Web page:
It will come as no surprise to regular MB readers that Australian house prices continued to slide in July, according to the latest RP Data-Rismark house price index. On a seasonally adjusted basis prices fell 0.6% in July while the 0.2% June decline was revised lower to show a fall of 0.4%: The raw figures
Australian property is one the widest and deepest asset bubbles in the history of capitalism. Any objective assessment of this “market” can lead to no other conclusion.
With a long history of commitment to home ownership, Australians have always been prepared to structure their finances around property. This showed up in a total dwelling stock to GDP ratio that persisted around a very high 150% from 1960 to 1990. In the late 1990s that shot up to 200% and then embarked on near ceaseless climb to 360% today.
There are many other guides to the extreme overvaluation of Australian property. The ratio of household debt (overwhelmingly mortgages) to disposable income is the highest in the world at 186%. Median price to income multiples are anything from 12x in Sydney, to 10x in Melbourne, down to still immensely unaffordable 6x in smaller capitals, up from 3-4x times in all over the long run for all. The extent of overvaluation is plain.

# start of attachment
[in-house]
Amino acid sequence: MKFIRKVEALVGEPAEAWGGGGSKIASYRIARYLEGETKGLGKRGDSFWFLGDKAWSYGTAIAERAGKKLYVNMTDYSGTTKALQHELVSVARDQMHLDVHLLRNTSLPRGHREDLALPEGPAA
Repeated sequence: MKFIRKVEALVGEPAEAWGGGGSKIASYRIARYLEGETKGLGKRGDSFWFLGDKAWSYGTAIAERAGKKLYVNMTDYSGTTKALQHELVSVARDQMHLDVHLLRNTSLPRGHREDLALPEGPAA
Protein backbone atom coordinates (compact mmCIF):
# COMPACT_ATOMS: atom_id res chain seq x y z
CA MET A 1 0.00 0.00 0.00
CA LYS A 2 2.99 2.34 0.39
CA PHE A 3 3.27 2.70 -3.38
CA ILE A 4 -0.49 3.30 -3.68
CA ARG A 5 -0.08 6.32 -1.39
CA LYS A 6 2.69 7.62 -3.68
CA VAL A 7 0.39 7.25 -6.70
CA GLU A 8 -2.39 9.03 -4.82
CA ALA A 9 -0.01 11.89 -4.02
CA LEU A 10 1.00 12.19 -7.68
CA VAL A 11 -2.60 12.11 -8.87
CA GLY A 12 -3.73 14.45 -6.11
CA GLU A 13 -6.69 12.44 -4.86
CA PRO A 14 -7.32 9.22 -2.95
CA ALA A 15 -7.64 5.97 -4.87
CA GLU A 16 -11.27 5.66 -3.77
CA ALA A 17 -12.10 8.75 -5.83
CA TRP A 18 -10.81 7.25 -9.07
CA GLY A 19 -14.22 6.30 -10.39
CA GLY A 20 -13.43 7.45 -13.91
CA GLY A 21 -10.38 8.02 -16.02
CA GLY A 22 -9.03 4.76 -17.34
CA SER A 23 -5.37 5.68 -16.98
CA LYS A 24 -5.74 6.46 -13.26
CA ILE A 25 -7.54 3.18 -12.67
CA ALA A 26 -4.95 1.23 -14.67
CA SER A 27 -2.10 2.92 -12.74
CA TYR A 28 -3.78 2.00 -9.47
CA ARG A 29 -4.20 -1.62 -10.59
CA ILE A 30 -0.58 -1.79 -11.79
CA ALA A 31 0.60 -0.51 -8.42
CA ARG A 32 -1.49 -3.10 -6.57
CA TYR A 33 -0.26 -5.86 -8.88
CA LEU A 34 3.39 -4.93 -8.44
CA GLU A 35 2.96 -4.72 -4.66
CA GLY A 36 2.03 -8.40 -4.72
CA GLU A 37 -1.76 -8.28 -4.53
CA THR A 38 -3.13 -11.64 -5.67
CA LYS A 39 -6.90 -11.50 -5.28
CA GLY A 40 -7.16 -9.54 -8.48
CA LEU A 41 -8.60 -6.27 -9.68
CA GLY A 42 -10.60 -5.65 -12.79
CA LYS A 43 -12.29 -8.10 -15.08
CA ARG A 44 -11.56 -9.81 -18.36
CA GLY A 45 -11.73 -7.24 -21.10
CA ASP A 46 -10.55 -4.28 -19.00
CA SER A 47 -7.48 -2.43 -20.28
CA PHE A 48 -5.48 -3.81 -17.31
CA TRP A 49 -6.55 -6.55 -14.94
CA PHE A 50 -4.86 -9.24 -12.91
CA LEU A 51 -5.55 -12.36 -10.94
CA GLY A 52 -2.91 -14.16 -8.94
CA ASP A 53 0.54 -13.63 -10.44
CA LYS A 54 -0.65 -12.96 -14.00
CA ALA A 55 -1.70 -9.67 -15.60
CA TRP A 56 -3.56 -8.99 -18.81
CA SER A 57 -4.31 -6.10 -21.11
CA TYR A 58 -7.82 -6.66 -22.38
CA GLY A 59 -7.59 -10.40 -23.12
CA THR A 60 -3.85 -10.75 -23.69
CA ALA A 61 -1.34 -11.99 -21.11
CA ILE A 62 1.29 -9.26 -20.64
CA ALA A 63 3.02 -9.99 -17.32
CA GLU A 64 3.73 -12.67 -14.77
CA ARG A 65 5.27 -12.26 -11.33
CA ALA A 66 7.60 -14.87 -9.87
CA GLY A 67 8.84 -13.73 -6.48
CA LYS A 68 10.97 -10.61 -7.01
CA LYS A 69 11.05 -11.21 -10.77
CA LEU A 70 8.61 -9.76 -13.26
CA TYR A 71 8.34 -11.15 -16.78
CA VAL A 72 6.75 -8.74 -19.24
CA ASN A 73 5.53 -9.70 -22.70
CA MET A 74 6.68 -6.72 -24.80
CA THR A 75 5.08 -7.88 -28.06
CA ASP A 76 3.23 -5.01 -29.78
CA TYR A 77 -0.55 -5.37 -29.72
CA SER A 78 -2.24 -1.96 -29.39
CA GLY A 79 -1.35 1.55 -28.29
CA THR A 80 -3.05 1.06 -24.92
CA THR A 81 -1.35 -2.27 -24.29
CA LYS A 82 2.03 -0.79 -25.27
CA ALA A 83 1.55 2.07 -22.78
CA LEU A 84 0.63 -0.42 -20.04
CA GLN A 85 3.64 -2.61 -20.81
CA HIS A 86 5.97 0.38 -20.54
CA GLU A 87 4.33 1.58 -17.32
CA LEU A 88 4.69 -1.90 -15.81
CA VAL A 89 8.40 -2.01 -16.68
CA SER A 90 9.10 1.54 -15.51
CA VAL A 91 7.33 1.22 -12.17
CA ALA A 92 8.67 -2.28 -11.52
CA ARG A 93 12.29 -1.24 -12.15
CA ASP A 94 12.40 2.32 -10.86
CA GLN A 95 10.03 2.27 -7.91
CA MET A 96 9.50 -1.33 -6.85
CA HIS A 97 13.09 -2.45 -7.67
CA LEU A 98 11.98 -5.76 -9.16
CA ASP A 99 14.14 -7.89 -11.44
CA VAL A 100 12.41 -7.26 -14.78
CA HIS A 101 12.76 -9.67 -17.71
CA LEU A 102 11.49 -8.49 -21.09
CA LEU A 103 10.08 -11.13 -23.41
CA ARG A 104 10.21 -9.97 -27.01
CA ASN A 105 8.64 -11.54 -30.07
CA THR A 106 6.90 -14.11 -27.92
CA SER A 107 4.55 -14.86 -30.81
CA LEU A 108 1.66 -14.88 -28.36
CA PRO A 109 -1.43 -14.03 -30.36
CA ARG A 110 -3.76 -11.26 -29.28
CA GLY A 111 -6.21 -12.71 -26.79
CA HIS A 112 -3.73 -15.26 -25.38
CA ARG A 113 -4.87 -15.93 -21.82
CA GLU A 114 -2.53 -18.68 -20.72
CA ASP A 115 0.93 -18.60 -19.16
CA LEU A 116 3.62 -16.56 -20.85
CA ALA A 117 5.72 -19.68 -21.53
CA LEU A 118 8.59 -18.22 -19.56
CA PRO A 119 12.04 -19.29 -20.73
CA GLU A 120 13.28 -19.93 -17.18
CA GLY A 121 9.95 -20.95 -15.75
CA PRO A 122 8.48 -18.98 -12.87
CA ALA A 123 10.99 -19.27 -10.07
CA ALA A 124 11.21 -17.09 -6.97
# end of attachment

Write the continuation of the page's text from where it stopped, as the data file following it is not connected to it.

What makes the Australian property bubble unique is the degree to which it has warped the nation’s political economy. Once a diverse and vibrant resources and manufacturing economy, over the twenty years that the Australian housing bubble grew that shape changed completely. An huge proportion of the debt underpinning Australian property is borrowed from offshore, almost $1 trillion, mostly by its big four major banks. This perpetually inflated the local currency, as well as input costs like land prices, which dramatically diminished Australian competitiveness and drove tradable sectors like manufacturing offshore. From 14% of output in the 1970s, manufacturing hit 5% of output in 2016, the lowest in the OECD.